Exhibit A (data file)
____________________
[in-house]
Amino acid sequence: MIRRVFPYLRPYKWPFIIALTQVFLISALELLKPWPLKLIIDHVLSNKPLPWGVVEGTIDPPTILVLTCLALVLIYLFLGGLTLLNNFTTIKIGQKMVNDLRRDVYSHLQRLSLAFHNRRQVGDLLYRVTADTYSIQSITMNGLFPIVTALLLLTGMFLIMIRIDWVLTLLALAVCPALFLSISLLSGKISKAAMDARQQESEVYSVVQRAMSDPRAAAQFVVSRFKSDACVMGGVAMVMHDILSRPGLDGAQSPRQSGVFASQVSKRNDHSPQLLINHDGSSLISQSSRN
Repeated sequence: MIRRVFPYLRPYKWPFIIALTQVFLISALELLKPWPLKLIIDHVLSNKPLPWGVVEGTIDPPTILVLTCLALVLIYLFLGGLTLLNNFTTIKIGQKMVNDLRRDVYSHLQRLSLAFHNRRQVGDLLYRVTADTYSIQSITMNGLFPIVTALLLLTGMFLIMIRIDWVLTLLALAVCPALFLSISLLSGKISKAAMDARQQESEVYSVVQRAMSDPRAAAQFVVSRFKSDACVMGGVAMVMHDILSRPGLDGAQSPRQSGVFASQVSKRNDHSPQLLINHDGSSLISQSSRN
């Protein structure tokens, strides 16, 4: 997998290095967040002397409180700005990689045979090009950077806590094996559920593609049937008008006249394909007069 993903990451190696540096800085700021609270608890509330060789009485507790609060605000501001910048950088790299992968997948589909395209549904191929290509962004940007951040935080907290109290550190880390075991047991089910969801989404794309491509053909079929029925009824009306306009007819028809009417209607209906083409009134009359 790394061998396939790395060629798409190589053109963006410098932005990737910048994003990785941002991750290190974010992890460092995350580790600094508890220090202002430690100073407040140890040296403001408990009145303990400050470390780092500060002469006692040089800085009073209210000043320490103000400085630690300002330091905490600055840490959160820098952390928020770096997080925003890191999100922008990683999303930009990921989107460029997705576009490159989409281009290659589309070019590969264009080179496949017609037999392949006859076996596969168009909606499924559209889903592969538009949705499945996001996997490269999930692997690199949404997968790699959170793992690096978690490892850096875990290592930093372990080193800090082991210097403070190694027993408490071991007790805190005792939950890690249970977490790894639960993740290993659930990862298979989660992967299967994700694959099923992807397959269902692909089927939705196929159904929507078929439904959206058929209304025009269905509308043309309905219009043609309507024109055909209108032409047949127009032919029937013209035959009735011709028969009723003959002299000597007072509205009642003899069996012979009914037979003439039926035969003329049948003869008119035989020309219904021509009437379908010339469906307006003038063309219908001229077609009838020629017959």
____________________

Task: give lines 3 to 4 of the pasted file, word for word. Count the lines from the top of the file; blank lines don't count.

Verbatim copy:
Repeated sequence: MIRRVFPYLRPYKWPFIIALTQVFLISALELLKPWPLKLIIDHVLSNKPLPWGVVEGTIDPPTILVLTCLALVLIYLFLGGLTLLNNFTTIKIGQKMVNDLRRDVYSHLQRLSLAFHNRRQVGDLLYRVTADTYSIQSITMNGLFPIVTALLLLTGMFLIMIRIDWVLTLLALAVCPALFLSISLLSGKISKAAMDARQQESEVYSVVQRAMSDPRAAAQFVVSRFKSDACVMGGVAMVMHDILSRPGLDGAQSPRQSGVFASQVSKRNDHSPQLLINHDGSSLISQSSRN
């Protein structure tokens, strides 16, 4: 997998290095967040002397409180700005990689045979090009950077806590094996559920593609049937008008006249394909007069 993903990451190696540096800085700021609270608890509330060789009485507790609060605000501001910048950088790299992968997948589909395209549904191929290509962004940007951040935080907290109290550190880390075991047991089910969801989404794309491509053909079929029925009824009306306009007819028809009417209607209906083409009134009359 790394061998396939790395060629798409190589053109963006410098932005990737910048994003990785941002991750290190974010992890460092995350580790600094508890220090202002430690100073407040140890040296403001408990009145303990400050470390780092500060002469006692040089800085009073209210000043320490103000400085630690300002330091905490600055840490959160820098952390928020770096997080925003890191999100922008990683999303930009990921989107460029997705576009490159989409281009290659589309070019590969264009080179496949017609037999392949006859076996596969168009909606499924559209889903592969538009949705499945996001996997490269999930692997690199949404997968790699959170793992690096978690490892850096875990290592930093372990080193800090082991210097403070190694027993408490071991007790805190005792939950890690249970977490790894639960993740290993659930990862298979989660992967299967994700694959099923992807397959269902692909089927939705196929159904929507078929439904959206058929209304025009269905509308043309309905219009043609309507024109055909209108032409047949127009032919029937013209035959009735011709028969009723003959002299000597007072509205009642003899069996012979009914037979003439039926035969003329049948003869008119035989020309219904021509009437379908010339469906307006003038063309219908001229077609009838020629017959």